A study in the journal Autophagy also suggests that short-term fasting, as one might do with alternate day fasts, triggers the process of autophagy. Autophagy is a state of ‘starvation’ the body enters when fasting, where energy usually used to digest food can be used on cellular renewal and clearing debris and free radicals from our bodies. A study in Carcinogenesis indicates that autophagy may be protective of cancer and integral in tumor suppression, making it a promising area for cancer research.
How to do alternate day fasting
When fasting on alternate days, you will want to either stop eating or reduce your calorie intake to below 500-800kcal on fasting days. On non-fasting days you can then eat whatever you want. In comparison with other methods of intermittent fasting, such as the 5:2 method, or time-restricted eating, alternate day fasting is intense, which is why some people choose to eat one meal at the start of their fasting days instead of fasting completely. It is important to stay hydrated on fast days, and you can have an unlimited amount of calorie-free beverages, like black tea or coffee, which can help with your motivation throughout your fast.
Is alternate day fasting safe?
A study carried out by the Obesity Society found that women of a healthy weight began to experience an impaired glucose response with alternate day fasting. Time-restricted eating may be a safer and more suitable option for women than alternate day fasting.
- Related: Intermittent fasting for women
Kumaran also encourages women to take care with alternate day fasting due to the effect it can have on their menstrual cycle. “Women can be more sensitive to fasting due to the monthly menstrual cycle and subsequent hormonal fluctuations that women experience,” she says. “Women also have a greater sensitivity to changes in energy balance, as fasting can trigger an exaggerated response to stress. This can then have the opposite effects of the intended health benefits.”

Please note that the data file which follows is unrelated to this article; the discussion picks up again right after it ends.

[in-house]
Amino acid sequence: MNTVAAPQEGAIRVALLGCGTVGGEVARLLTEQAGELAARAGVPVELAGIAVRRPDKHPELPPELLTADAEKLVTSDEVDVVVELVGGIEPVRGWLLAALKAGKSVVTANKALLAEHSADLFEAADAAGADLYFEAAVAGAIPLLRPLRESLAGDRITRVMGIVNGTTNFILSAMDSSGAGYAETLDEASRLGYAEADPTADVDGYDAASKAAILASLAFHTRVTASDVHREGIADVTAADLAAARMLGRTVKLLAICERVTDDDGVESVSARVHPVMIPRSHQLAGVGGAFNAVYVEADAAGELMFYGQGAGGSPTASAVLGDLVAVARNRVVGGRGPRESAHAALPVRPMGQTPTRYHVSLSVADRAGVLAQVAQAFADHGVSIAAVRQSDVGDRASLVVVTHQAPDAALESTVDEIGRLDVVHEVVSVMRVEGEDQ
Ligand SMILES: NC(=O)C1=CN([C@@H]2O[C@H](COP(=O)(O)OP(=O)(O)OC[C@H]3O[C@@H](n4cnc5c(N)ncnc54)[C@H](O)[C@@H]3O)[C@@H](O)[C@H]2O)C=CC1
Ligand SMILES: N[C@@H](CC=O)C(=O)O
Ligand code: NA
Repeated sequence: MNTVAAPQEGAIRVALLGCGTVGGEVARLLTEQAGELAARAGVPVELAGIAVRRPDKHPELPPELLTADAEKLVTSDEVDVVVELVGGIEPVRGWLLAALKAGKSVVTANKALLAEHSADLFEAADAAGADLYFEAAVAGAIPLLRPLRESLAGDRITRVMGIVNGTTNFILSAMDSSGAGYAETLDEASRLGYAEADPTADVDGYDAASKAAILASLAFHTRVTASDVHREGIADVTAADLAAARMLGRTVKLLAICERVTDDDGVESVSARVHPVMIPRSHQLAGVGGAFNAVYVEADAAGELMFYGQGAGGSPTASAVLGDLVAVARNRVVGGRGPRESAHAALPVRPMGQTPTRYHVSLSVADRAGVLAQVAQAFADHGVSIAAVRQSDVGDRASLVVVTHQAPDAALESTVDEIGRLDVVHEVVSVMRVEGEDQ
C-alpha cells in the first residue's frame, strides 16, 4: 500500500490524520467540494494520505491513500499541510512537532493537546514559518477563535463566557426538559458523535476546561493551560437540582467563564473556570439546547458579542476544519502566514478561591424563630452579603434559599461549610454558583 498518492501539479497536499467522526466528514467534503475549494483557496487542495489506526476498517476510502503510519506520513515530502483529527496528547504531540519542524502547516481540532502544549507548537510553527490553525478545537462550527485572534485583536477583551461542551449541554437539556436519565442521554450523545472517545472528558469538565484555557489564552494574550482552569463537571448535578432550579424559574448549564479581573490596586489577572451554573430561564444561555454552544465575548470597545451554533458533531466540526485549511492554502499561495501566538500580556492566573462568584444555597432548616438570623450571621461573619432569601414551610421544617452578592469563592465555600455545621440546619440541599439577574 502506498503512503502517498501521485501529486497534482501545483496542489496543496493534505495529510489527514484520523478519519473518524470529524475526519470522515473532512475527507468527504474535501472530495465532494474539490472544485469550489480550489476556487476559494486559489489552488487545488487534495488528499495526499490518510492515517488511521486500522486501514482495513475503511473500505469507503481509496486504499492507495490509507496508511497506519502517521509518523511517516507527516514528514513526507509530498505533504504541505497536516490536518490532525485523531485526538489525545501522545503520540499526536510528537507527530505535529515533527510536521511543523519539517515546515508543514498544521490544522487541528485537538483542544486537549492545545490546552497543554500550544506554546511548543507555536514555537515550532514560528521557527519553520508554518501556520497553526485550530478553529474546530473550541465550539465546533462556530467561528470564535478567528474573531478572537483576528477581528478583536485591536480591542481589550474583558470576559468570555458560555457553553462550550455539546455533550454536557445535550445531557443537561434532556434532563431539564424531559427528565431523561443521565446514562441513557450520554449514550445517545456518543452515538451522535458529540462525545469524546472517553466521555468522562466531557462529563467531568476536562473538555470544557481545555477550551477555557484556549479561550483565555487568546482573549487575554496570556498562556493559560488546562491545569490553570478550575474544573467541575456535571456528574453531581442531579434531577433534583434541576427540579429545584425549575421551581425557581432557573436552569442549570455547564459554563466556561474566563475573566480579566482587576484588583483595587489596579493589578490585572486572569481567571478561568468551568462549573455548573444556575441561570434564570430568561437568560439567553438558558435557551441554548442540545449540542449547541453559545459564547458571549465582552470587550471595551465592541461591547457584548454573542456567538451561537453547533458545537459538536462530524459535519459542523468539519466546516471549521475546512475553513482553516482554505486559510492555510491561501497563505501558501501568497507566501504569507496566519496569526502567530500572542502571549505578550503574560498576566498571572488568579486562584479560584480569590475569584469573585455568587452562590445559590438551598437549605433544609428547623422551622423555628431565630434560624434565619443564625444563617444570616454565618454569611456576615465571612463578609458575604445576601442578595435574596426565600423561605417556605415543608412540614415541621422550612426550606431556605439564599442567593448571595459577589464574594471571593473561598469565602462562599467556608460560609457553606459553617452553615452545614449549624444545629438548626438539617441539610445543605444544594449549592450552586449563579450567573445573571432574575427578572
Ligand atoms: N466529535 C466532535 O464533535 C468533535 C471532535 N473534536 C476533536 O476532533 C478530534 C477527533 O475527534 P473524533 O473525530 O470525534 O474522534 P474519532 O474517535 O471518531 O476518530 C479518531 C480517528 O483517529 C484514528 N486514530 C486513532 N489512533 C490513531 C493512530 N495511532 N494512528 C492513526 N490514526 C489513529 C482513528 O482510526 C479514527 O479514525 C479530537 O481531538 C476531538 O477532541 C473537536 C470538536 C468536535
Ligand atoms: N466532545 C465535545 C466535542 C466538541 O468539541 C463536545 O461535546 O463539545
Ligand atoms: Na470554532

New to intermittent fasting? Check out our guide to intermittent fasting for beginners for a more detailed guide.
If you have a chronic health condition or mental health condition, you will also want to take extra caution when undertaking big dietary changes, such as alternate day fasting. We recommend you don’t try alternate day fasting without the support of your doctor or a nutrition specialist if you have any underlying conditions.
Porter adds: “Those taking medication for their diabetes or blood pressure should always seek advice from their GP or dietitian before trying any form of restrictive diets. This is because eating minimal or no calories may work against these medications.”
This article is for informational purposes only and is not meant to offer medical advice.
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Lou Mudge is a health writer based in Bath, United Kingdom for Future PLC. She holds an undergraduate degree in creative writing from Bath Spa University, and her work has appeared in Live Science, Tom's Guide, Fit & Well, Coach, T3, and Tech Radar, among others. She regularly writes about health and fitness-related topics such as air quality, gut health, diet and nutrition and the impacts these things have on our lives.
She has worked for the University of Bath on a chemistry research project and produced a short book in collaboration with the department of education at Bath Spa University.